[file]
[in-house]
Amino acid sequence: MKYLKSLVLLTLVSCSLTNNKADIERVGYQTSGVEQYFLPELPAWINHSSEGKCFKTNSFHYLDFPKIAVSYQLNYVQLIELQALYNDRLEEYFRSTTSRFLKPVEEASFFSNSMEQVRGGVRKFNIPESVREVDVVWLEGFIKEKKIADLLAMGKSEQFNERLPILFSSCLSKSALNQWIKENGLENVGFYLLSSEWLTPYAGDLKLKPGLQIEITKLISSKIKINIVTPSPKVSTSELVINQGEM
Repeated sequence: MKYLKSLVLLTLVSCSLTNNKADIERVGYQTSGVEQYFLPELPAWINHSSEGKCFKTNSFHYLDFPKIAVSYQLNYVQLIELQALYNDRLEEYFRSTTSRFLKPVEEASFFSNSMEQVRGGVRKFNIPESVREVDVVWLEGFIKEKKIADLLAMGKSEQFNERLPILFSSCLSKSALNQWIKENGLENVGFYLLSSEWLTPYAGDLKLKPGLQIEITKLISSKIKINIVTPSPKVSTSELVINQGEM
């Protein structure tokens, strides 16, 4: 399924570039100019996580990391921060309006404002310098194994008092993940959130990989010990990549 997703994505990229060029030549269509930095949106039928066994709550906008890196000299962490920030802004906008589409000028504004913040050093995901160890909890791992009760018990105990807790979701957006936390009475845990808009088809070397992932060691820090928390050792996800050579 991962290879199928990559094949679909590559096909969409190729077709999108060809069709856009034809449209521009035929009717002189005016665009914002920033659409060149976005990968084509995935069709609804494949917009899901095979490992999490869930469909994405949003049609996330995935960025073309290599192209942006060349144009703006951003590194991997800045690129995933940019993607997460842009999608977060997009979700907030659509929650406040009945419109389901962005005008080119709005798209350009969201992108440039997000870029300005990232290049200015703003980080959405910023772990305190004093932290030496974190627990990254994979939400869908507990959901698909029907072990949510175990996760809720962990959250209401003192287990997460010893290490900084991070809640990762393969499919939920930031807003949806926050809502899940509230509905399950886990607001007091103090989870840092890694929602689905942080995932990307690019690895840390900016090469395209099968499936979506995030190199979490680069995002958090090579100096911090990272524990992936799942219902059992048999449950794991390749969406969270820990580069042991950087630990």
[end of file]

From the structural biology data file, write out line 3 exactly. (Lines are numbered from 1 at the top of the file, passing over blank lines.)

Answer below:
Repeated sequence: MKYLKSLVLLTLVSCSLTNNKADIERVGYQTSGVEQYFLPELPAWINHSSEGKCFKTNSFHYLDFPKIAVSYQLNYVQLIELQALYNDRLEEYFRSTTSRFLKPVEEASFFSNSMEQVRGGVRKFNIPESVREVDVVWLEGFIKEKKIADLLAMGKSEQFNERLPILFSSCLSKSALNQWIKENGLENVGFYLLSSEWLTPYAGDLKLKPGLQIEITKLISSKIKINIVTPSPKVSTSELVINQGEM